The Planning for Sea Level Rise in the Matanzas Basin project hosted a large public workshop on February 24th at the Whitney Lab for Marine Biosciences in Marineland. About 70 members of the public as well as professional and stakeholder representatives attended. After a welcome by GTM Research Reserve director Dr. Michael Shirley, project principal investigator Dr. Kathryn Frank and project collaboration lead Dr. Dawn Jourdan presented the results from the first set of Matanzas stakeholder workshops and the latest technical analyses for future scenario planning. The pair explained the high level of acceptance of sea level rise by earlier participants and the residents’ indication that they were already experiencing impacts from sea level rise in the region. The researchers related public preferences to potential sea level rise adaptation strategies such as living shorelines, water storage easements, and incentives for future development to locate inland in carefully selected locations to balance community and environmental values.
Frank and Jourdan shared model-based scenarios of potential future development and conservation priorities in the Matanzas study area created by Drs. Paul Zwick and Tom Hoctor at the University of Florida. The purpose of the scenarios was to inspire dialogue about the relationship between sea level rise, future population growth and development patterns, and environmental conservation. The researchers showed the impacts of these phenomenon on habitats in the region for three species with diverse needs: shorebirds, gopher tortoises, and black bears. The researchers presented future land development scenarios that would allow the region to accommodate changes in the natural and built environment without sacrificing needed natural habitat.
Next, Lia Sampson, Coastal Outreach Coordinator, led workshop participants in a SWOT (Strengths, Weaknesses, Opportunities, and Threats) analysis of the proposed conservation strategy. Last, Belinda Nettles, a doctoral student of Urban and Regional Planning at the University of Florida, and a team of student assistants facilitated a land development game which permitted small groups of residents to envision their ideas about future development on a hypothetical 700 acre tract. Electronic polling of individuals at the beginning and end of the workshop demonstrated a gained interest by participants to have their local governments promote infill development to meet future conservation and development goals.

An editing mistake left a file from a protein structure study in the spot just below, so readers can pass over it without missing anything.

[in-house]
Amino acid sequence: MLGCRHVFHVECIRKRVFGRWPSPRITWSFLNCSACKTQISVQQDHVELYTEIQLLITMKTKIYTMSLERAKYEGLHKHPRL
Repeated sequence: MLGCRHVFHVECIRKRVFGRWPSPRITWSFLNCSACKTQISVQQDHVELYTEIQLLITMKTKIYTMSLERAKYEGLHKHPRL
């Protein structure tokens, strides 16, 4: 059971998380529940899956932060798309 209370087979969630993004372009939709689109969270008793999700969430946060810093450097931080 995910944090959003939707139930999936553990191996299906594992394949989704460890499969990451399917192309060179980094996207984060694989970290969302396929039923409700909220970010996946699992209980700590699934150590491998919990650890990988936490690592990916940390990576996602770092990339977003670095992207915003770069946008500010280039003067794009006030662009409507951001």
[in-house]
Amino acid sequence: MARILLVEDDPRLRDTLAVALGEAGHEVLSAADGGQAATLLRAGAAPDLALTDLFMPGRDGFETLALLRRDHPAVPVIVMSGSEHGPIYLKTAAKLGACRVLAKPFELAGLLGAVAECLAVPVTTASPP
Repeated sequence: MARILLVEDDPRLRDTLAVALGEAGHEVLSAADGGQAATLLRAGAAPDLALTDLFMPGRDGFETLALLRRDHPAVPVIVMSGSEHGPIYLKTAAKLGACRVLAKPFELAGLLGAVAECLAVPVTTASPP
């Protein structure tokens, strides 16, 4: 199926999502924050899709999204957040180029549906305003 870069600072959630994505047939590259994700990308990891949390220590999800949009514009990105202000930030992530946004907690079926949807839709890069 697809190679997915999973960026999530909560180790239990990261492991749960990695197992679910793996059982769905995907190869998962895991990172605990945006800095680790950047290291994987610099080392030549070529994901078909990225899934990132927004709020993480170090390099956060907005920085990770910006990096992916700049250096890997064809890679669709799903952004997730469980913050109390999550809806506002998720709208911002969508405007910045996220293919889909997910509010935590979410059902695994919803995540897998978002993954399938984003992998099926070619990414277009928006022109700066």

Presentation slides and game instructions are available on the library page
Drs. Frank and Jourdan along with Lia Sampson take closing questions and comments from Matanzas residents. The workshop SWOT analysis can be seen beneath the presentation screen.
Dr. Jourdan discusses strategy with with Team 1 during the land development game. Participants on each of the six teams had to determine their group’s goals for meeting rising population demands while balancing conservation needs.
Team 5 closes in on a development strategy. Areas providing habitat for focal species can be seen on the right side of the hypothetical site map in green. Areas already heavily developed with mixed residential and commercial use are located on the left.
Team 3’s final proposal. Game pieces represented various residential unit densities that could be located as each team saw fit within their overall development goals. Seventy-five total pieces were necessary to reach the target level of accommodation for incoming residents.
Team response matrix categorizing the design and development priorities of each participating team as well as final impressions and feedback.